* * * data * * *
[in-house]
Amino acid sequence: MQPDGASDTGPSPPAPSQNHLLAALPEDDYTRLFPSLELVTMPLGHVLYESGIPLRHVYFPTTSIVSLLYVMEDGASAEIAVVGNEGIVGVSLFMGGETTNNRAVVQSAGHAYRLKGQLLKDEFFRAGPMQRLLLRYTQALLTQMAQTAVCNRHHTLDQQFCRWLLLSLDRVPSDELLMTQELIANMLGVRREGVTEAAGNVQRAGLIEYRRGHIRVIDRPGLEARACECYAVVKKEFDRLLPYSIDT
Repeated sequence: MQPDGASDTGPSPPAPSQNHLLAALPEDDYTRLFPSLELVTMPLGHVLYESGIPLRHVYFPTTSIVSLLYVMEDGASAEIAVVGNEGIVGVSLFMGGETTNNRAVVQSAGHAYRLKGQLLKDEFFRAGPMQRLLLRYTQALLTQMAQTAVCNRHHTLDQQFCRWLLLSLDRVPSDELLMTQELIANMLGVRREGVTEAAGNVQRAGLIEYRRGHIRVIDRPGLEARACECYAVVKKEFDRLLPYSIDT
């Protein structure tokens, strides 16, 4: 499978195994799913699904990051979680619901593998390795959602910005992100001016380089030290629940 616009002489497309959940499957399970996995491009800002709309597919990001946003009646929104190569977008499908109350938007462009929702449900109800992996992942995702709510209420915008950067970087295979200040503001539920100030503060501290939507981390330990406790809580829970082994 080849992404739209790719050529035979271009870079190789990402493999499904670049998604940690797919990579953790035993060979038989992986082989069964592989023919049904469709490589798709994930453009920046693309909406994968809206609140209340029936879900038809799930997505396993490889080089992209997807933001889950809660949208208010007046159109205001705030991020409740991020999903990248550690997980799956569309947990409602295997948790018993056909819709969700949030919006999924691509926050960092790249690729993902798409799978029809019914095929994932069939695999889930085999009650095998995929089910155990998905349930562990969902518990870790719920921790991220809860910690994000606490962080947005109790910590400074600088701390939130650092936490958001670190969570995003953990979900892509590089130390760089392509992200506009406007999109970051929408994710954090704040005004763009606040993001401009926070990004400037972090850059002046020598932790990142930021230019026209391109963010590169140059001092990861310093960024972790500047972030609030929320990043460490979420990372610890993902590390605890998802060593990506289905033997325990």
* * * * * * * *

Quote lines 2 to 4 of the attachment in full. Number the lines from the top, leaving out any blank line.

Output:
Amino acid sequence: MQPDGASDTGPSPPAPSQNHLLAALPEDDYTRLFPSLELVTMPLGHVLYESGIPLRHVYFPTTSIVSLLYVMEDGASAEIAVVGNEGIVGVSLFMGGETTNNRAVVQSAGHAYRLKGQLLKDEFFRAGPMQRLLLRYTQALLTQMAQTAVCNRHHTLDQQFCRWLLLSLDRVPSDELLMTQELIANMLGVRREGVTEAAGNVQRAGLIEYRRGHIRVIDRPGLEARACECYAVVKKEFDRLLPYSIDT
Repeated sequence: MQPDGASDTGPSPPAPSQNHLLAALPEDDYTRLFPSLELVTMPLGHVLYESGIPLRHVYFPTTSIVSLLYVMEDGASAEIAVVGNEGIVGVSLFMGGETTNNRAVVQSAGHAYRLKGQLLKDEFFRAGPMQRLLLRYTQALLTQMAQTAVCNRHHTLDQQFCRWLLLSLDRVPSDELLMTQELIANMLGVRREGVTEAAGNVQRAGLIEYRRGHIRVIDRPGLEARACECYAVVKKEFDRLLPYSIDT
């Protein structure tokens, strides 16, 4: 499978195994799913699904990051979680619901593998390795959602910005992100001016380089030290629940 616009002489497309959940499957399970996995491009800002709309597919990001946003009646929104190569977008499908109350938007462009929702449900109800992996992942995702709510209420915008950067970087295979200040503001539920100030503060501290939507981390330990406790809580829970082994 080849992404739209790719050529035979271009870079190789990402493999499904670049998604940690797919990579953790035993060979038989992986082989069964592989023919049904469709490589798709994930453009920046693309909406994968809206609140209340029936879900038809799930997505396993490889080089992209997807933001889950809660949208208010007046159109205001705030991020409740991020999903990248550690997980799956569309947990409602295997948790018993056909819709969700949030919006999924691509926050960092790249690729993902798409799978029809019914095929994932069939695999889930085999009650095998995929089910155990998905349930562990969902518990870790719920921790991220809860910690994000606490962080947005109790910590400074600088701390939130650092936490958001670190969570995003953990979900892509590089130390760089392509992200506009406007999109970051929408994710954090704040005004763009606040993001401009926070990004400037972090850059002046020598932790990142930021230019026209391109963010590169140059001092990861310093960024972790500047972030609030929320990043460490979420990372610890993902590390605890998802060593990506289905033997325990």